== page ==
Mexico's energy reform controversy is far from over
The lower chamber of Mexico's federal Congress, the House of Deputies, has delivered to the National Electoral Institute (INE) 2,360,000 signatures from citizens across the nation demanding that sweeping energy reforms which became law on Aug. 12 be submitted to a public yeah or nay vote in 2015.
Those reforms opened 76 year old Petróleos Mexicanos (PEMEX), the former state oil monopoly, to private investment and foreign technical participation for the first time in its history.
The effort to repeal the PEMEX reforms is being stage managed by the left wing Democratic Revolution Party (PRD) and by the ultra-left National Regeneration Movement (MORENA), a new political party formed in 2012 by former two time presidential candidate Andrés Manuel López Obrador. MORENA opens campaign to repeal PEMEX reforms.
Last December PRD and MORENA delivered to the House of Deputies 1,700,000 signatures, bringing this week's total to over four million. All the signatures must be submitted to the INE by Sept. 15 under Mexico's new Popular Consultation Law (PCL), which is the basis for the pending challenge to the PEMEX reforms. But the validity of the earlier signatures has been challenged, since the PCL was not yet in force.
Whether the applicants can overcome significant legal hurdles in their path remains highly doubtful. On Mar. 27 Mexico's Supreme Judicial Court rejected a leftist lawsuit which challenged the reforms on the basis that they had not been submitted to a nationwide citizen referendum. Some of the judges noted that the reforms were constitutional amendments approved overwhelmingly by the Senate and House of Deputies and then ratified by Mexico's 32 separate jurisdictions, thus vitiating the need for a public vote. Mexican high court tosses leftist lawsuit challenging PEMEX reforms.
PRD officials have acknowledged that the referendum issue ultimately will be decided by the Supreme Court, and not by the political process. Last weekend one of the most respected voices of PRD, former Federal District Governor Marcel Ebrard, broke with his own party when he said, "It's too late to undo the PEMEX reforms." PRD will elect a new national chairperson on Sept. 7, and Ebrard is a leading candidate for the post. He is also likely to seek the presidency as PRD's nominee in 2018, setting up a showdown with MORENA's López Obrador, who plans to make an unprecedented third bid for the nation's highest office. Mexico already looking ahead to 2018 presidential election.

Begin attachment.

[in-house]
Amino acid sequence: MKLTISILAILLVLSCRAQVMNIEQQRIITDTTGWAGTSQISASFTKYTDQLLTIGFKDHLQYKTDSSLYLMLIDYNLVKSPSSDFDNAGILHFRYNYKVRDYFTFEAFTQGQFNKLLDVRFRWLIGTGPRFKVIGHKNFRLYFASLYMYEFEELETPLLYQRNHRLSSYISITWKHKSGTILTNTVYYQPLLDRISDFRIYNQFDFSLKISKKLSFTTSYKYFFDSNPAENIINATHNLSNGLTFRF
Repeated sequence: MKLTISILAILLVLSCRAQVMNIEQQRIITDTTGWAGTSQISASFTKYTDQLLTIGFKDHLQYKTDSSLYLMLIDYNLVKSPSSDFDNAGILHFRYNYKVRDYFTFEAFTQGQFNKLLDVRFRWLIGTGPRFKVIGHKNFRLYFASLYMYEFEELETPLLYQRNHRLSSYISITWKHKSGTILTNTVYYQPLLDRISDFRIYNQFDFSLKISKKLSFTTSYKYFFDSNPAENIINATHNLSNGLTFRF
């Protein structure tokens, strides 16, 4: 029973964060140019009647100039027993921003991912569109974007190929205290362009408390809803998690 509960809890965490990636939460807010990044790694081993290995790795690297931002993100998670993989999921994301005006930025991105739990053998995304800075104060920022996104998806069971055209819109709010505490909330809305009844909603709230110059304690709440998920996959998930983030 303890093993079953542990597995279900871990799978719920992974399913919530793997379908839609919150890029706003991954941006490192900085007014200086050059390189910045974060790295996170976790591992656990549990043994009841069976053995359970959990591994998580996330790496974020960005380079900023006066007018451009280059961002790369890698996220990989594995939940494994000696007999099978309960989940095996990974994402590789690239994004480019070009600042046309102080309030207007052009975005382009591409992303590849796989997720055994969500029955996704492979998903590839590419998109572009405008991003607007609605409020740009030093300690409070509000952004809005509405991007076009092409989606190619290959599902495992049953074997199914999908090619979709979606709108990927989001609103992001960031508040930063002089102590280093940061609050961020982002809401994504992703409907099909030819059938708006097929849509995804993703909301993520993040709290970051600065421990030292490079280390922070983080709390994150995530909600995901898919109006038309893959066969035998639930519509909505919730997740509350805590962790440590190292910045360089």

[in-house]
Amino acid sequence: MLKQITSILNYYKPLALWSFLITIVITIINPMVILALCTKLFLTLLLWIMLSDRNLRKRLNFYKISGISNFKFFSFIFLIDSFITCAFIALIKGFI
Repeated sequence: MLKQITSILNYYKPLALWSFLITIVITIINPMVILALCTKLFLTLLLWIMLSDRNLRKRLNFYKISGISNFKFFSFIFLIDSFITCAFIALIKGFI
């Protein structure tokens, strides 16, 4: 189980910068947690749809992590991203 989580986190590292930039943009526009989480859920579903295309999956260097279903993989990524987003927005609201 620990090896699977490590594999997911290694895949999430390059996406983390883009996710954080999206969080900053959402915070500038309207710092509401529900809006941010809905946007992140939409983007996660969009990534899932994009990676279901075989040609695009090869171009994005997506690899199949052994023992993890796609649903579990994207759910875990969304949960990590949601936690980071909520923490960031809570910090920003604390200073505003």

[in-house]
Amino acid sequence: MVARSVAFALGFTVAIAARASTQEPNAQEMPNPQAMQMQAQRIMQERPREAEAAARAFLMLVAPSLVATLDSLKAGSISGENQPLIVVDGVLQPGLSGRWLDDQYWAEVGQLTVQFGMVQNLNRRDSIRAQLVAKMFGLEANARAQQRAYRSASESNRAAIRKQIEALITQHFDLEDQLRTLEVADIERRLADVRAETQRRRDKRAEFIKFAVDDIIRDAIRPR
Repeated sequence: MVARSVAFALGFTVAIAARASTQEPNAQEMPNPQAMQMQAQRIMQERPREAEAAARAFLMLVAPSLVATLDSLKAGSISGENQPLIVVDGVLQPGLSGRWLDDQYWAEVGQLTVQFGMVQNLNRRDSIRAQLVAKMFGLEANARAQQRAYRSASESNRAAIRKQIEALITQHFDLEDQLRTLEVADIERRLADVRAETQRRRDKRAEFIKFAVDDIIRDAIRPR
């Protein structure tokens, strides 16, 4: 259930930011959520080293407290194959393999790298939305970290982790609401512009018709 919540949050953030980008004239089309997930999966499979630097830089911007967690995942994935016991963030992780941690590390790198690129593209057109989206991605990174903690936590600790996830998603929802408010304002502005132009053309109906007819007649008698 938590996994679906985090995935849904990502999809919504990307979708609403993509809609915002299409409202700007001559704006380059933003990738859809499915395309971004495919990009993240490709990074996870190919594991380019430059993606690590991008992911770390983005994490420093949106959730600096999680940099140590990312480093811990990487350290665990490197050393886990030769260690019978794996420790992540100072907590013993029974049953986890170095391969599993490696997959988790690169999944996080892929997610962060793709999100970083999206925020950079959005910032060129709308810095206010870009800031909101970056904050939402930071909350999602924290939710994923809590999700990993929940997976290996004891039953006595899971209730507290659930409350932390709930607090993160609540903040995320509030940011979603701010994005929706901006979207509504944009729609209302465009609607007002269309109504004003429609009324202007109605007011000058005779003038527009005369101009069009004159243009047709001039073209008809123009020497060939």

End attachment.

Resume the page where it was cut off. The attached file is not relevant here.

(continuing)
The PEMEX reforms are the single most critical legislative accomplishment of the Institutional Revolutionary Party (PRI) administration, which took office on Dec. 1, 2012 after a 12 year political hiatus. Last March president Enrique Peña Nieto called the reforms the "most important change in Mexico in the last half century," which will "transform the country's energy sector for the benefit of the entire nation." On 76th anniversary of Mexican oil expropriation, EPN says "State remains the sole owner of energy." Both the 47 year old president and his party, which governed the nation for most of the 20th century, have gambled everything on their success.
Dec. 12, 2013 - Exit Stage Left: PRD says "The Pact for Mexico is dead"
Dec. 10, 2013 - Mexican leftists go to court to stop PEMEX reforms
Mexico's leftist parties insist the PEMEX reforms violate the nation's sovereignty over its huge energy resources. That those resources are largely unextractable without private capital and foreign technical assistance seems not to concern them.
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